5. For rows 1 through i, mark their original indices (i.e. position in the unsorted input matrix) as Blue. Mark the rest as Red.

Sample input and Commands

Sample input: inp3.txt.

Command:

``````> stack ghc -- -main-is CF1606D.main -with-rtsopts="-s -h -p -P" -rtsopts -prof -fprof-auto CF1606D
> gtime -v ./CF1606D < inp3.txt > outp
...
...
MUT     time    2.990s  (  3.744s elapsed)    #    RTS -s output
GC      time    4.525s  (  6.231s elapsed)    #    RTS -s output
...
...
Maximum resident set size (kbytes): 408532    #    >256 MB (gtime output)

> stack exec -- hp2ps -t0.1 -e8in -c CF1606D.hp && open CF1606D.ps
``````

Question about GC: As shown above in the +RTS -s output, GC seems to be taking longer than the actual logic execution. Is this normal? Is there a way to visualize the GC activity over time? I tried making matrices strict but that didn't have any impact.

Probably this is not a functional-friendly problem at all (although I'll be happy to be disproved on this). For example, Java uses GC too but there are lots of successful Java submissions. Still, I want to see how far I can push. Thanks!

• Hm, I suspect this problem is more suited to a jagged-array representation like in the C++ solution `vector<vector<int>>`, instead of a monolithic matrix. That allows you to re-use rows or at least garbage-collecting them individually. Nov 29, 2021 at 10:46
• @leftaroundabout I hadn't thought of that. Tried that here. Still no early garbage-collection. In fact it's slightly worse now. Or you meant something else? Nov 29, 2021 at 11:54
• Well kind of. You'd need to use this also for the result of `prefixMat`, and the inner arrays should probably still be unboxed. Nov 29, 2021 at 15:05
• Tried doing that but ran into errors. I started by writing a utility function that's supposed to be the unboxed counterpart of listArray: `listUArray :: Ix a => (a, a) -> [e] -> UArray a e; listUArray (lo,hi) xs = runSTUArray (newListArray (lo,hi) xs)` and met with `Could not deduce (MArray (STUArray s) e (GHC.ST.ST s))`. Replacing `e` with `Int` seems to fix the issue, but replacing `e` with `UArray Int Int` brings back the error. What am I missing? Nov 29, 2021 at 19:32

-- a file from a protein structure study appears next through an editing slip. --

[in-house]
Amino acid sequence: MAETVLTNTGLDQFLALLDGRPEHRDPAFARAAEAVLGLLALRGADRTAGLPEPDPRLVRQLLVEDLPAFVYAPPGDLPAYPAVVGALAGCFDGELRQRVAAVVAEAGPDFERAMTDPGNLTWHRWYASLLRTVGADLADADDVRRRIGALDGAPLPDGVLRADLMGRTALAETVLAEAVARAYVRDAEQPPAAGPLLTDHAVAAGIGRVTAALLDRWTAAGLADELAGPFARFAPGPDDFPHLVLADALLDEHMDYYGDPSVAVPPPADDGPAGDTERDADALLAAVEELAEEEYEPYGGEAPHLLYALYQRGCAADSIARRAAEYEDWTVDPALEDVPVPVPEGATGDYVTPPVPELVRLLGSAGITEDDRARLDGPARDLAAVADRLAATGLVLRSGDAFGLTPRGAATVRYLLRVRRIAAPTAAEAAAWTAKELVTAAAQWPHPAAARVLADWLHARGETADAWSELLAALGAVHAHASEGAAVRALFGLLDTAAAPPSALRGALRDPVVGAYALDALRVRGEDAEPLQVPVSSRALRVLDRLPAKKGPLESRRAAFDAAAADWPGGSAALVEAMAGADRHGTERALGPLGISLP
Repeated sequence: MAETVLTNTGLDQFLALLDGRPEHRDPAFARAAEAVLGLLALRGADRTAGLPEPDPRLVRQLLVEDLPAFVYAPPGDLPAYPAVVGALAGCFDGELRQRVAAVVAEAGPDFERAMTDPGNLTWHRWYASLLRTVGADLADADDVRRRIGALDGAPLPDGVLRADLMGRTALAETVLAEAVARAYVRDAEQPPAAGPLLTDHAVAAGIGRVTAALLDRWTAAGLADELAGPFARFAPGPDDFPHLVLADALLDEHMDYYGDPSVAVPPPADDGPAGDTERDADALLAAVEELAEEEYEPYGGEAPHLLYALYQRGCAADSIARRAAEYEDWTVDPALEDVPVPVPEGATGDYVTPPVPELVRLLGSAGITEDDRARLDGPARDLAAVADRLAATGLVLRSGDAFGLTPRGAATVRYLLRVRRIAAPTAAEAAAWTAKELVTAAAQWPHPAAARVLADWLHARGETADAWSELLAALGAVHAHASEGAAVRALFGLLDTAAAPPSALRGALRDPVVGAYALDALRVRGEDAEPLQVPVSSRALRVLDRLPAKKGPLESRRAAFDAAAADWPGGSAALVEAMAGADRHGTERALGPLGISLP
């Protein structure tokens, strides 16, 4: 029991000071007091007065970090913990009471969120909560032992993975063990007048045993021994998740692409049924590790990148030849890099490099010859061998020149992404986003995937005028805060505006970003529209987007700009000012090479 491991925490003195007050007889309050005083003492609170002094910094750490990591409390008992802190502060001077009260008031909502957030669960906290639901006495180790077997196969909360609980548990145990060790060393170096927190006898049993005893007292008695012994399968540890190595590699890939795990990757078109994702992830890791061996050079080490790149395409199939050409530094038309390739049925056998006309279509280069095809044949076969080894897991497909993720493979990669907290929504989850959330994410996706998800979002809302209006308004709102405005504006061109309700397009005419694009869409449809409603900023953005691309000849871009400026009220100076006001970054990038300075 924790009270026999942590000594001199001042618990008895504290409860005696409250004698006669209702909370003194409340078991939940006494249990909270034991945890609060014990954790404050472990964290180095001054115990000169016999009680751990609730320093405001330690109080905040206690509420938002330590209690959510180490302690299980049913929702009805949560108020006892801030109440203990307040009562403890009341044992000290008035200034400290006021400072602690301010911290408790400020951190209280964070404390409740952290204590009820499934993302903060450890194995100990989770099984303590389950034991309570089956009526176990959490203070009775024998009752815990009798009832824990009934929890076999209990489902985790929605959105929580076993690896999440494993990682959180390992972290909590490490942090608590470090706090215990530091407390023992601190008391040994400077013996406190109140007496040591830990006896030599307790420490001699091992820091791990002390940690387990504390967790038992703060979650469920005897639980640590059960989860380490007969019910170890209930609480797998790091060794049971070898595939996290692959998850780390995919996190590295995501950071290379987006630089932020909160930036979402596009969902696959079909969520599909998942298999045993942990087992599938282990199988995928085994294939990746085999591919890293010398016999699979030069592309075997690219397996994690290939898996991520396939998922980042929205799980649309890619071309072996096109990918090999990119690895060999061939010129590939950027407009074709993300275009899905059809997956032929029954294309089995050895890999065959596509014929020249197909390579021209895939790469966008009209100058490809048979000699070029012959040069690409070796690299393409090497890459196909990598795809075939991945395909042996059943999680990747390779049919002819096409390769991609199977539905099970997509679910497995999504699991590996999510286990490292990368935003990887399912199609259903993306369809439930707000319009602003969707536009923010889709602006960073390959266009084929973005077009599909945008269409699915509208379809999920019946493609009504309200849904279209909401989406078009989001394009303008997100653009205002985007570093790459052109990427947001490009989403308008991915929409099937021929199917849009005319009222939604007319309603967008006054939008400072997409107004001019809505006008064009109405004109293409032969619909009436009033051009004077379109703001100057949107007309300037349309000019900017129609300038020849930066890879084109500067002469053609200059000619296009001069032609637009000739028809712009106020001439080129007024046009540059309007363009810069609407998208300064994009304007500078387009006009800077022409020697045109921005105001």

• I'm not an expert at arrays and ST, but it looks a little suspicious to me that your `matrix` (into which you pack the ints from the lists) is a program in the `ST` monad, as opposed to the final matrix after running the `ST` program. You then use in 4 entirely separate `runSTUArray` calls; I'd worry that this would repeat the work of building the starting array from the lists, which means the lists can't be garbage collected. But maybe this is how you're supposed to use this API and it's actually fine.
– Ben
Dec 5, 2021 at 0:21

Contrary to common belief Haskell is quite friendly with respect to problems like that. The real issue is that the `array` library that comes with GHC is total garbage. Another big problem is that everyone is taught in Haskell to use lists where arrays should be used instead, which is usually one of the major sources of slow code and memory bloated programs. So, it is not surprising that GC takes a long time, it is because there is way too much stuff being allocation. Here is a run on the supplied input for the solution provided below:

``````   1,483,547,096 bytes allocated in the heap
566,448 bytes copied during GC
18,703,640 bytes maximum residency (3 sample(s))
1,223,400 bytes maximum slop
32 MiB total memory in use (0 MB lost due to fragmentation)

Tot time (elapsed)  Avg pause  Max pause
Gen  0      1399 colls,     0 par    0.009s   0.009s     0.0000s    0.0011s
Gen  1         3 colls,     0 par    0.002s   0.002s     0.0006s    0.0016s